If you live in East Dallas, you probably have a trip to Jimmy's Food Store at Bryan and Fitzhugh on your weekly to-do list. (Or at least, you ought to.) This neighborhood institution has been serving up some of the best Italian sausage and meatballs in town to locals since James DiCarlo founded the market in 1966. Until 1997, though, you could only get those specialties at Jimmy's during the holidays. Before becoming the city's best Italian deli, Jimmy's was a neighborhood grocery store for the diverse group of immigrants that populated East Dallas. People from far-off lands like Laos, Cambodia, Mexico and Cuba bought traditional kitchen staples like rice, tripe, and plantains from Jimmy's until the DiCarlo brothers decided to focus exclusively on Italian goods in 1997.
Mike DiCarlo (right) and his brother Paul grew up with Jimmy's Food Store after their father closed his South Dallas supermarket in 1966. "He bought this store when he went into semi-retirement," DiCarlo says. "I was 13 years old, in the seventh grade at St. Thomas. When I first walked in the store, I asked my dad, 'What on earth did you buy this thing for?' It looked so much smaller than the big supermarket he had before."
The Italian sausage recipe that helped transform Jimmy's into what it is today comes from DiCarlo's paternal grandfather. "If you know anything about Italian families, you know that everybody's mother makes the best sauce, and everybody's father has the best sausage recipe," he explains. "Whatever you grew up with, that's the best." Now, the sausage is served at nearly two dozen of the city's best restaurants, and the staff at Jimmy's cranks out at least 2,500 pounds of the spicy links every week.
The process of making Jimmy's regionally famous Italian sausage is actually quite simple. "One batch of sausage takes about 45 minutes, but you have to do it all day," says DiCarlo. "We start making sausage at 8 in the morning, and make it until 8 p.m. six days a week. We cut up the pork butts, mix in the ingredients, put it through the grinder, then into the casing."
DiCarlo wasn't willing to disclose any of the ingredients that make his Italian sausage so delicious, but he did dish a little about the store's meatballs. His grandmother Rosa came up with the recipe, and his mother Marie DiCarlo hand-rolled the store's meatballs for many years. A touch of parsley and garlic powder, believe it or not, is what Mike DiCarlo believes sets these meatballs apart from everybody else's.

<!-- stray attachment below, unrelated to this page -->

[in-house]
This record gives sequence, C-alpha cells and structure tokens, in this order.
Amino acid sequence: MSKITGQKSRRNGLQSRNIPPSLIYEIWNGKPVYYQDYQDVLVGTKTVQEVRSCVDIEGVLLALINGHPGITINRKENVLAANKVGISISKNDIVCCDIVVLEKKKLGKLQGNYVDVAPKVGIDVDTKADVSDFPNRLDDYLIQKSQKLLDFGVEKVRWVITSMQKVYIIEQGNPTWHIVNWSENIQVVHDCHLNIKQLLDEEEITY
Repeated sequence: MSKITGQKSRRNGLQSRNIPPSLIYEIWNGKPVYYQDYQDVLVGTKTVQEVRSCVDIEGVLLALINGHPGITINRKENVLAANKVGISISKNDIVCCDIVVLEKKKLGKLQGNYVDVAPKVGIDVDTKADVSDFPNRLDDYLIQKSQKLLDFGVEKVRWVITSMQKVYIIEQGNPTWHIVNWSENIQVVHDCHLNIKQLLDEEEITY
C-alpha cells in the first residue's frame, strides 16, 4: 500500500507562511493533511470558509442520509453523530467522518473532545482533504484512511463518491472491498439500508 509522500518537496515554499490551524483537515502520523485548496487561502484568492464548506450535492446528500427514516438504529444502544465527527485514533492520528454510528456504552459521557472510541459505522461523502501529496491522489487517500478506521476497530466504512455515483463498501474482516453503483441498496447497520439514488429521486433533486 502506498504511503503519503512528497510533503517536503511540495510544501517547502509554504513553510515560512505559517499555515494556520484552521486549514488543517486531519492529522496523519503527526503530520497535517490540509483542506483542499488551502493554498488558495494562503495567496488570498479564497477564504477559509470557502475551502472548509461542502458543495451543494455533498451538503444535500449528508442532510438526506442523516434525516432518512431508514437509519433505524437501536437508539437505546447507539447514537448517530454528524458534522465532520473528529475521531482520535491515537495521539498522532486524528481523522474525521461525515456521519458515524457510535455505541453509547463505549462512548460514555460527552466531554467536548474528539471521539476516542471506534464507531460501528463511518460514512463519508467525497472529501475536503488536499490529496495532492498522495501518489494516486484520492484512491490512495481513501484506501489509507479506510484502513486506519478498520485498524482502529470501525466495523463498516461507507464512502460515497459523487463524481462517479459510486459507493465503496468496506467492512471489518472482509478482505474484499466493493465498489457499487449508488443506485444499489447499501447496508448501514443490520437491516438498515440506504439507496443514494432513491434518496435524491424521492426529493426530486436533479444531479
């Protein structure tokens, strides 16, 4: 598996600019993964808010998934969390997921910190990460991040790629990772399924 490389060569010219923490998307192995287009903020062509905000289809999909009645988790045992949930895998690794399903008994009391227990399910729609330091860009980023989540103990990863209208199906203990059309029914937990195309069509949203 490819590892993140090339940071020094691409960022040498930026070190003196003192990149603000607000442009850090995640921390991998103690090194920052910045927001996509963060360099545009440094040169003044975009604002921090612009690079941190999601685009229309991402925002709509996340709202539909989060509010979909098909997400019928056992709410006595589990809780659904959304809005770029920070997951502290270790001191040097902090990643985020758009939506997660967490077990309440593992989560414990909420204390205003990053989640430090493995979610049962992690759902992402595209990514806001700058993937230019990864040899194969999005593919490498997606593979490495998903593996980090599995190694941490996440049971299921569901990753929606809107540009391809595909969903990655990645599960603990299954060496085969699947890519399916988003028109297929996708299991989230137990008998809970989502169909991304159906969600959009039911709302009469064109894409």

But you shouldn't assume that DiCarlo had a childhood reminiscent of something that you'd see on The Sopranos, and you won't find his home fridge full of cured meats and mozzarella di bufala. "I'm a Texas Italian. I don't speak Italian, I don't like soccer, and I don't dress like a sissy," he says. "I didn't grow up with prosciutto, I didn't know what capicola was, and I thought salami came from Hormel. We only eat meatballs or sausage at the holidays, because you get tired of this stuff after a while. I'd rather have Chinese food or something after being in the store all day."
But, for those of us that don't spend our days surrounded by some of Italy's finest food offerings, Jimmy's serves up some stellar sandwiches made from their rows of salumi supplies and sausages. Even though it isn't traditionally Italian, the Cuban sandwich here is a customer favorite. "We use porchetta instead of Cuban pork, so there's a little Italian twist," says DiCarlo. "We also use a hot sauce from Trinidad called Calypso, and a traditional mojo marinade. It's very Miami, but also very Jimmy's."
— Amy McCarthy